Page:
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Thomson Reuters' Breakingviews financial columnist Neil Collins has resigned for failing to disclose that dating back to March 2009, he wrote articles commenting on 15 companies in which he held ownership shares, according to an article in The Guardian.

Thomson Reuters has refiled 53 online columns, mostly by Collins, as well as by Breakingviews reporters Margaret Doyle and Neil Unmack, to which disclaimers were added that noted the writer's personal investment in the company being profiled, according to The Guardian.  Among the entities that Collins wrote about, but failed to mention his stockholdings in were BP, Yell, Marks & Spencer and Diageo.

Collins resignation was accepted for violating Thomson Reuter's code of conduct, though Collins was not accused of exploiting his columnist position for personal gain.  Collins was city editor of the Daily Telegraph for 19 years and also worked for the London Evening Standard and the Sunday Times.  
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Thursday, October 14, 2010

Victory 'Lap': Westchester Weekly Scores $8m Verdict Against Mayor

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Trade journal Editor & Publisher reports that Yonkers (N.Y.) Mayor Philip Amicone this week was socked with an $8 million verdict in the U.S. District Court for the Southern District of New York in a civil rights lawsuit brought by Sam Zherka, publisher of the weekly Westchester Guardian.

Filed in October 2007, Zherka v. Amicone (Case No. 7:2007cv09618), alleged that Amicone had news racks confiscated and copies of the Guardian seized in Summer 2007 after the paper published negative articles about him. The Guardian claimed police were ticketing Guardian employees who distributed the weekly in the streets.

It was a not good week for Amicone overall, as he also lost his defamation suit against the Guardian that arose from a 2007 election eve Guardian story that alleged Amicone frequented gentlemen's clubs and had received a lap dance.

Zherka brought a civil rights claim against Amicone under 42 U.S.C. sec. 1983, which in relevant part states:

"Every person who, under color of any statute, ordinance, regulation, custom, or usage, of any State or Territory or the District of Columbia, subjects, or causes to be subjected, any citizen of the United States or other person within the jurisdiction thereof to the deprivation of any rights, privileges, or immunities secured by the Constitution and laws, shall be liable to the party injured in an action at law, suit in equity, or other proper proceeding for redress..."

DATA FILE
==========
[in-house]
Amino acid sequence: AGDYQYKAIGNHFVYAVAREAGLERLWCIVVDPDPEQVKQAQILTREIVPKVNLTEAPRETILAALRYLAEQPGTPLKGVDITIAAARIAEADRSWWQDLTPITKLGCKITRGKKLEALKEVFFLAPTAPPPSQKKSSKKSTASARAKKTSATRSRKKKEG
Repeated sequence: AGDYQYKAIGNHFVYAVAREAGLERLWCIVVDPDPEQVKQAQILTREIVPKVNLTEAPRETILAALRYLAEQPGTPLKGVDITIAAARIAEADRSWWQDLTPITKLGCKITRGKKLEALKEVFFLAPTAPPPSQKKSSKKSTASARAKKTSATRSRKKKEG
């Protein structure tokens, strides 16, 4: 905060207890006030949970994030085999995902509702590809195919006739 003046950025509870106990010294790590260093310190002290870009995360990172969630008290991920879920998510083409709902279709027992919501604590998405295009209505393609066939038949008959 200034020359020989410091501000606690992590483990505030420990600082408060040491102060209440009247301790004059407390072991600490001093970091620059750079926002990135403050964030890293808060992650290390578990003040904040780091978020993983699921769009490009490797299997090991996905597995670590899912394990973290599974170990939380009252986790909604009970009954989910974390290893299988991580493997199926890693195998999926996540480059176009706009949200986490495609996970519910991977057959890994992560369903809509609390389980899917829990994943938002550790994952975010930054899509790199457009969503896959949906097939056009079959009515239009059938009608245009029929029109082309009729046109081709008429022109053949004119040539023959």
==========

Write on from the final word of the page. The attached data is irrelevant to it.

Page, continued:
In the you can't make this stuff up category, Zherka apparently also owns the strip club where the celebrated mayoral lap dance allegedly occurred, according to The Journal News in White Plains (N.Y.).  Mayor Amicone isn't the only loser in this case as Zherka claims the lap dancer never received her $20 fee from the mayor for her efforts.

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Wednesday, October 13, 2010

Canada to Craigslist: Drop the Adult Ads, Eh?

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Hopeful that online classified advertising giant Craigslist's decision last month to discontinue accepting adult services ads under pressure from several states' attorneys general might be replicated, three Ontario, Canada cabinet ministers sent a letter to Craigslist CEO Jim Buckmaster urging Craigslist to stop accepting ads for prostitutes in Ontario, according to a story in The Globe and Mail.

The ministers' September 14 letter praised Craigslist for its decision in the U.S. and said it was "a matter of fairness" that Craigslist stop running the adult services ads in Canadian cities. 
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Tuesday, October 12, 2010

Obama Deletes SEC FOIA Exemption

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President Barack Obama last week signed Senate Bill 3717, removing an exemption under the Freedom of Information Act [5 U.S.C. sec. 552 et seq.] that could have enabled the Securities and Exchange Commission to withhold documents regarding much of its regulatory and oversight duties.

The measure, which took aim at sec. 9291 of the Dodd-Frank Wall St. Reform & Consumer Protection Act,  affords Wall St. institutions some protection from SEC investigatory and regulatory activities under FOIA exemption 8 that shields matters "contained in or related to examination, operating, or condition reports prepared by, on behalf of, or for the use of an agency responsible for the regulation or supervision of financial institutions," heretofore, banks, investment banks and trust companies.